Extended contact and attitude generalisation: an experimental study of the secondary transfer effect

Berry, George Thomas (2020-03)

Thesis (MA)--Stellenbosch University, 2020.

Thesis

ENGLISH ABSTRACT: Gordon Allport’s (1954) contact hypothesis states that under optimal conditions, intergroup contact can reduce intergroup prejudice. Advances within this theoretical framework have revealed that instances of intergroup contact need not necessarily be direct (face-to-face) to achieve a significant improvement in intergroup relations, and that extended contact (i.e.,the observation of positive direct contact) can produce similar results. Extended intergroup contact may be of particular relevance in post-conflict nations, such as South Africa, that are characterised by persistent segregation, mistrust, and limited opportunities for positive intergroup contact. Furthermore, it has been discovered that the benefits of intergroup contact with a primary outgroup can generalise towards secondary (infrequently-or non-encountered) outgroups –a phenomenon known as the secondary transfer effect of intergroup contact. However, research regarding both extended contact and the secondary transfer effect within the South African context is limited. The present study aimed to address these gaps in the literature. A3-wave longitudinal, experimental research study exploring the effects of extended contact was undertaken amongst white South African female students at Stellenbosch University (N = 37). Participants in the extended contact condition each observed their white South African female friend engaging in positive intergroup contact with a black (African) South African female confederate. Changes in attitudes and trust towards black (African) South Africans (primary outgroup) amongst these participants over time were compared to that observed amongst participants in a control condition (no direct or extended intergroup contact). The present study also explored whether attitudes and trust towards black (African) South Africans would generalise towards a secondary (unencountered) outgroup (Indian South Africans) for those participants exposed to extended contact (as compared to participants in the control condition). The results showed that extended contact did not produce a significant change in either attitudes or trust towards black (African) South Africans (although the results were in the hypothesised direction, suggesting that the study may have been underpowered). However, changes in both attitudes and trust towards black (African) South Africans from Time 1 to Time 2 significantly predicted more positive attitudes and greater trust towards Indian South Africans at Time 2 (controlling for prior contact with Indian South Africans), supporting the secondary transfer effect for extended contact.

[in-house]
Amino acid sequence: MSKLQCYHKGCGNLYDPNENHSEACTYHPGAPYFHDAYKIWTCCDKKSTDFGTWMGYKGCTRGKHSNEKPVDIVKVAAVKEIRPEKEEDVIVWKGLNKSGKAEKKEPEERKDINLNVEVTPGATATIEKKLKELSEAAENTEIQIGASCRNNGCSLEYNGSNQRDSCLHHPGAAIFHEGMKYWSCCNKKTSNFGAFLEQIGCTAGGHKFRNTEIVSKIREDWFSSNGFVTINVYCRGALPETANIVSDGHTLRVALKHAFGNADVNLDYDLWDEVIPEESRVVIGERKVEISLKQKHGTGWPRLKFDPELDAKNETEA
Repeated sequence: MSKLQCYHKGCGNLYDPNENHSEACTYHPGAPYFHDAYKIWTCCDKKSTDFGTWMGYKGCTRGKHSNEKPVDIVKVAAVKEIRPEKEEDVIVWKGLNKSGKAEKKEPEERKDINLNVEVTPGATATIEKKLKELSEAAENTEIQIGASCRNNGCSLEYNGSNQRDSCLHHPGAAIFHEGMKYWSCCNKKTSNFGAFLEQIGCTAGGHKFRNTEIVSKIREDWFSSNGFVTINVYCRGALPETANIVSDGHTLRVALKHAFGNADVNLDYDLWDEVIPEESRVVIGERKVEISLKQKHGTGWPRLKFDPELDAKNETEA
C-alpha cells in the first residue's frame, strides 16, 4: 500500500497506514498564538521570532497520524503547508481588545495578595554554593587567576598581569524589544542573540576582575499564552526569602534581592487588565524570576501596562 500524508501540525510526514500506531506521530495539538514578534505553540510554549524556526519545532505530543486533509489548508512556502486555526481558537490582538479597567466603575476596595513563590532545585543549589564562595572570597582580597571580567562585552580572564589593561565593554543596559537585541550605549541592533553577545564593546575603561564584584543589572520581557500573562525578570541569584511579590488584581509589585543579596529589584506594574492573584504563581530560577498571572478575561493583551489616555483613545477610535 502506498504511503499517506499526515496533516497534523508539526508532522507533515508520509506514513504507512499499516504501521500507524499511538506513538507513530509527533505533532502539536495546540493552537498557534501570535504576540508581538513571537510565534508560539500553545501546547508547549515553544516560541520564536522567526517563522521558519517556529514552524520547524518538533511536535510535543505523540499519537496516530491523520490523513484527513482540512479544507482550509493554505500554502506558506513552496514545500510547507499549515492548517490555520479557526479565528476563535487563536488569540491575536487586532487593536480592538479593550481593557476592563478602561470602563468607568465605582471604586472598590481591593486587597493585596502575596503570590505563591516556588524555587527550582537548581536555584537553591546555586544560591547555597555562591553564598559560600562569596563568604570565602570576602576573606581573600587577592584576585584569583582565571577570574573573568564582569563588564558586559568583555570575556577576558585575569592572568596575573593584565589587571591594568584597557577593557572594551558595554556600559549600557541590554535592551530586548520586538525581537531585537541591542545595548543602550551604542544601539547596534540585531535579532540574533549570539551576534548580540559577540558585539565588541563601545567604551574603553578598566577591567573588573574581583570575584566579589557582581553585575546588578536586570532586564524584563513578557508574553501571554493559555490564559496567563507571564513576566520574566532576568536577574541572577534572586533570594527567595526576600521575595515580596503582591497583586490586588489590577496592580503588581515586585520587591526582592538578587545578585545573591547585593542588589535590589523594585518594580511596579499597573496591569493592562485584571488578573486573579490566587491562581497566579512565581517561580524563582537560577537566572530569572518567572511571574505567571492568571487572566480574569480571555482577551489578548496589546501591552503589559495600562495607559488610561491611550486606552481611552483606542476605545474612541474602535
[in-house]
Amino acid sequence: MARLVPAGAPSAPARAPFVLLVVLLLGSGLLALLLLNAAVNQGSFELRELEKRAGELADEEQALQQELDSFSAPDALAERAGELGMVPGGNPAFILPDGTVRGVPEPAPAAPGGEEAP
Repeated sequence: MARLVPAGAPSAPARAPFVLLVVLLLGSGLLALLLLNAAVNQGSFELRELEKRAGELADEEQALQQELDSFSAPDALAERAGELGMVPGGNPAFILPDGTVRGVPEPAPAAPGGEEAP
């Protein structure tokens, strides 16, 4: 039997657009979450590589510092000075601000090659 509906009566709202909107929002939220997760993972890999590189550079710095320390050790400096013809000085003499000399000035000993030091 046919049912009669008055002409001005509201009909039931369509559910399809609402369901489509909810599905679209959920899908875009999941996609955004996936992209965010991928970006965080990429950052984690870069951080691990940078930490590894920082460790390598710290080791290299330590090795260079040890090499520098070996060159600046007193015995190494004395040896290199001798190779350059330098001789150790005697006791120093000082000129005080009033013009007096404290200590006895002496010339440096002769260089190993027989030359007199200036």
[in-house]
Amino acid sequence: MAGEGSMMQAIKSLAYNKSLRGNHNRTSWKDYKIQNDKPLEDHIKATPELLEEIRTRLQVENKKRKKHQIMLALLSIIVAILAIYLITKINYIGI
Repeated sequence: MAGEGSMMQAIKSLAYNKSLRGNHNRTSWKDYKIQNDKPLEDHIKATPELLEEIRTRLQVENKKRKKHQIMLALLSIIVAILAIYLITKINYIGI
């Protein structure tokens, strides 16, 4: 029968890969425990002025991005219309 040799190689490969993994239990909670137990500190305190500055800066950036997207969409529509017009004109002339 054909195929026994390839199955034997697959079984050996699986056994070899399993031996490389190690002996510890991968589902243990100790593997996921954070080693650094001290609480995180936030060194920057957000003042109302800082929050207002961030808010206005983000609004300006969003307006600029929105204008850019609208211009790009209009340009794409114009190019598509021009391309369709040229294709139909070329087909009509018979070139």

AFRIKAANSE OPSOMMING: Volgens Gordon Allport (1954) se kontakhipotese kan intergroep kontak onder optimale omstandighede intergroep vooroordeel verminder. Vooruitgang binne hierdie teoretiese raamwerk het aan die lig gebring dat gevalle van intergroep kontak nie noodwendig direk (van aangesig-tot-aangesig) hoef te wees om 'n beduidende verbetering in intergroep verhoudinge te bewerkstellig nie, en dat middellike kontak (d.w.s.die waarneming van positiewe direkte kontak) soortgelyke resultate kan lewer. Middellike kontak tussen groepe kan veral van belang wees in na-konflik samelewings, soos Suid-Afrika, wat gekenmerk word deur aanhoudende segregasie, wantroue,en beperkte geleenthede vir positiewe intergroep kontak. Verder is dit ontdek dat die voordele van intergroep kontak met 'n primêre buitegroep veralgemeen kan word teenoor sekondêre (ongereeld of selfs glad nie teëgekom nie) groepe -'n verskynsel bekend as die sekondêre oordrageffek van intergroep kontak. Navorsing rakende beide middellike kontak en die sekondêre oordrageffek binne die Suid-Afrikaanse konteks is egter beperk. Die huidige studie het ten doel gehad om hierdie leemtes in die literatuur aan te spreek. ‘n 3-golf longitudinale eksperimentele navorsingstudie wat die gevolge van middellike kontak ondersoek het, is onder wit Suid-Afrikaanse vroulike studente aan die Universiteit van Stellenbosch (N = 37) onderneem. Deelnemers aan die middellike kontakkondisie het elkeen hul wit Suid-Afrikaanse vroulike vriendin waargeneem wie positiewe intergroepkontak met 'n swart (Afrikaan) Suid-Afrikaanse vroulike konfederaat gehad het. Veranderings in houdings en vertroue teenoor swart (Afrikaan) Suid-Afrikaners (primêre buitegroep) onder hierdie deelnemers is mettertyd vergelyk met dié waargeneem onder deelnemers in 'n kontrolekondisie (geen direkte of middellike intergroepkontak nie). Die huidige studie het ook ondersoek ingestel na die vraag of houdings en vertroue teenoor swart (Afrikaan) Suid-Afrikaners veralgemeen na 'n sekondêre (onbetrokke) buitegroep (Indiese Suid-Afrikaners) vir die deelnemers wat blootgestel is aan midellike kontak (in vergelyking met die deelnemers aan die kontrolekondisie). Die resultate het getoon dat middellike kontak nie 'n beduidende verandering in houdings of vertroue teenoor swart (Afrikaan) Suid-Afrikaners veroorsaak het nie (hoewel die resultate in die rigting van die hipoteses was, wat daarop dui dat die studie moontlik te min krag gehad het). Veranderings in beide houdings en vertroue teenoor swart (Afrikaan) Suid-Afrikaners van Tyd 1 tot Tyd 2 het egter beduidend meer positiewe houdings en meer vertroue teenoor Indiese Suid-Afrikaners op Tyd 2 voorspel (selfs met voorafgaande kontak met Indiese Suid-Afrikaners inaggenome), wat die sekondêre oordrageffek vir middellike kontak ondersteun.

Please refer to this item in SUNScholar by using the following persistent URL: http://hdl.handle.net/10019.1/107990
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